Recently finished reading Between the World and Me by Ta-Nehisi Coates and pondering his perspective of reality and what it means to me. The beauty of reading a book is, if you let it, it can expand your view of the world and your experience. I can travel to Antarctica and vicariously experience the long dark cold winter with the scientists living on isolated outposts. In Between the World and Me Coates takes us on an inward journey to live as a person with dark-hued skin in America.
I have often thought that moving through life as a woman was an approximation of what it is like to be a person of color. It may be on the same spectrum of fear and lack of control or power in society. As a woman, people project all sorts of judgements and assumptions based on my sex, regardless of what I do, say or wear. After reading Coates I realize that being a woman is a 2 or 3 on the spectrum, being gay is probably a 5 or 6 and being black is an 8.
This need to have an group to scapegoat or villify is a chronic problem for humankind. At different times Irish people, Italian people, or Japanese people have been others in our “American Dream”–the one we tell ourselves about who we are as a nation and as a society. Today Mexicans or Muslims fill that role in the story. Unfortunately for black people and for our nation as a whole, they have been a constant “them” in the us vs. them since our country began: first as slaves, then as expendable workers and disenfranchised citizens and now as convicts.
I thought of Brian Keenan‘s brilliant book An Evil Cradling. He chronicled his long captivity as a hostage of the conflict in Lebanon. He observed so much about what it means to be human and wisely observed that his jailors were really the captives–captured by an ideology and a false reality. By knowing this he experienced freedom in spite of his chains. I read this book in 1999 after it was recommended in a Dublin pub crawl and it has impacted me profoundly. I thought about it again after reading Between the World and Me and realized that in this drama none of us is free.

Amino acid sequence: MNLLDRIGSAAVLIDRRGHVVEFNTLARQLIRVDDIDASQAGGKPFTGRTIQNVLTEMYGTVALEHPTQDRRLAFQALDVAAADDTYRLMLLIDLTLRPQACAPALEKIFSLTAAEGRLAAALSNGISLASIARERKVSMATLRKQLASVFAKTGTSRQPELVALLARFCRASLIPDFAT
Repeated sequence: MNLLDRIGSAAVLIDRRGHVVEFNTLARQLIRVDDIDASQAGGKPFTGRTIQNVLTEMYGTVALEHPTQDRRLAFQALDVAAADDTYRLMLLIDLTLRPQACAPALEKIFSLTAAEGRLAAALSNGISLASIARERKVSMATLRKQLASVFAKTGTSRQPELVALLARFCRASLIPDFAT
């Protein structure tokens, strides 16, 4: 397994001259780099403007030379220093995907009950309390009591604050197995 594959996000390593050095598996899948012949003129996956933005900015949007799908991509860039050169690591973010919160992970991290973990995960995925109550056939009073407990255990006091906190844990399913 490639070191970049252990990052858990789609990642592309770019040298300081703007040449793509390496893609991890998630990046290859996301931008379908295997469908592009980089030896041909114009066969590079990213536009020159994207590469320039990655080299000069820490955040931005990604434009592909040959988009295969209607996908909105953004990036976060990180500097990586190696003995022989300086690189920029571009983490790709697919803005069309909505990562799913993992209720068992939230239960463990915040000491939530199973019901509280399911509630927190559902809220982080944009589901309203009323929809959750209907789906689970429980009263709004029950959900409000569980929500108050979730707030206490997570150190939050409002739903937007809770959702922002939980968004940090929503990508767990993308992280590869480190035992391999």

By believing in a false reality about the American Dream–one that increasingly does not match the facts or people’s experience and that requires that a large swath of the population be made Other or as Trump likes to say, losers–I am actually a captive too. But I want true freedom. I want to be myself and for every other person to be the person God created them to be regardless of constructs like race or sex or national or religious identity.
I do not think this a Dream: American or Martin Luther King Junior’s or any other kind. What it requires is to awaken. “Perhaps that was, is, the hope of the movement to awaken the Dreamers, to rouse them to the facts of what their need to be white, to talk like they are white, to think that they are white, which is to think that they are beyond the design flaws of humanity, has done to the world.” (Coates, p 7)
The world you and I live in will not know peace or ecological healing until we find a way to face reality, to accept some sacrifice and suffering, and to feel pain without numbing agents, and to know that we are not special and yet, that each of us is a reflection of the divine.